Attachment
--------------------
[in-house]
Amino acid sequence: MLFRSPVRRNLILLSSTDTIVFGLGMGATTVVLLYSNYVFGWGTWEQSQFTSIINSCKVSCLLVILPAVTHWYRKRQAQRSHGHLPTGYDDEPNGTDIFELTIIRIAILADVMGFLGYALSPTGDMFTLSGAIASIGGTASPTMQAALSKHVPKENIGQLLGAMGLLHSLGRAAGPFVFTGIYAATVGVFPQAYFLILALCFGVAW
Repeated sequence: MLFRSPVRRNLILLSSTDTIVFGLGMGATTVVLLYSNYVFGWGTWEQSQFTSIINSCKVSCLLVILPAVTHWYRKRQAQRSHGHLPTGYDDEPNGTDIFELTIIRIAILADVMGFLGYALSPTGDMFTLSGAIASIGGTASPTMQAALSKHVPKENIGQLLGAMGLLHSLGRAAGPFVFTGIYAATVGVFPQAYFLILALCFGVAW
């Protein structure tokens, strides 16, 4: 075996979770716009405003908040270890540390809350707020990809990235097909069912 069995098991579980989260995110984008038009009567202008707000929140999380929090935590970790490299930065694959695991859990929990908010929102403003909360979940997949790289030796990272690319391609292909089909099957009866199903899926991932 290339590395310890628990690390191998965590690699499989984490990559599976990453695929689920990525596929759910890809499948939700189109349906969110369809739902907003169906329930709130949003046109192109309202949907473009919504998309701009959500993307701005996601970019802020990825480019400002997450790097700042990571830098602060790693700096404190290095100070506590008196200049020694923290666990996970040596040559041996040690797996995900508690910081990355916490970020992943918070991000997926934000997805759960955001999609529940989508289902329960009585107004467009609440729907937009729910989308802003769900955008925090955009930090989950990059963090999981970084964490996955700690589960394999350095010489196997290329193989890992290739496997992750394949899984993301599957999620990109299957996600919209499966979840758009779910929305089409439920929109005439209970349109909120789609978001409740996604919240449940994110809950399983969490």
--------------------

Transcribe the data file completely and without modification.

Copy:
[in-house]
Amino acid sequence: MLFRSPVRRNLILLSSTDTIVFGLGMGATTVVLLYSNYVFGWGTWEQSQFTSIINSCKVSCLLVILPAVTHWYRKRQAQRSHGHLPTGYDDEPNGTDIFELTIIRIAILADVMGFLGYALSPTGDMFTLSGAIASIGGTASPTMQAALSKHVPKENIGQLLGAMGLLHSLGRAAGPFVFTGIYAATVGVFPQAYFLILALCFGVAW
Repeated sequence: MLFRSPVRRNLILLSSTDTIVFGLGMGATTVVLLYSNYVFGWGTWEQSQFTSIINSCKVSCLLVILPAVTHWYRKRQAQRSHGHLPTGYDDEPNGTDIFELTIIRIAILADVMGFLGYALSPTGDMFTLSGAIASIGGTASPTMQAALSKHVPKENIGQLLGAMGLLHSLGRAAGPFVFTGIYAATVGVFPQAYFLILALCFGVAW
């Protein structure tokens, strides 16, 4: 075996979770716009405003908040270890540390809350707020990809990235097909069912 069995098991579980989260995110984008038009009567202008707000929140999380929090935590970790490299930065694959695991859990929990908010929102403003909360979940997949790289030796990272690319391609292909089909099957009866199903899926991932 290339590395310890628990690390191998965590690699499989984490990559599976990453695929689920990525596929759910890809499948939700189109349906969110369809739902907003169906329930709130949003046109192109309202949907473009919504998309701009959500993307701005996601970019802020990825480019400002997450790097700042990571830098602060790693700096404190290095100070506590008196200049020694923290666990996970040596040559041996040690797996995900508690910081990355916490970020992943918070991000997926934000997805759960955001999609529940989508289902329960009585107004467009609440729907937009729910989308802003769900955008925090955009930090989950990059963090999981970084964490996955700690589960394999350095010489196997290329193989890992290739496997992750394949899984993301599957999620990109299957996600919209499966979840758009779910929305089409439920929109005439209970349109909120789609978001409740996604919240449940994110809950399983969490």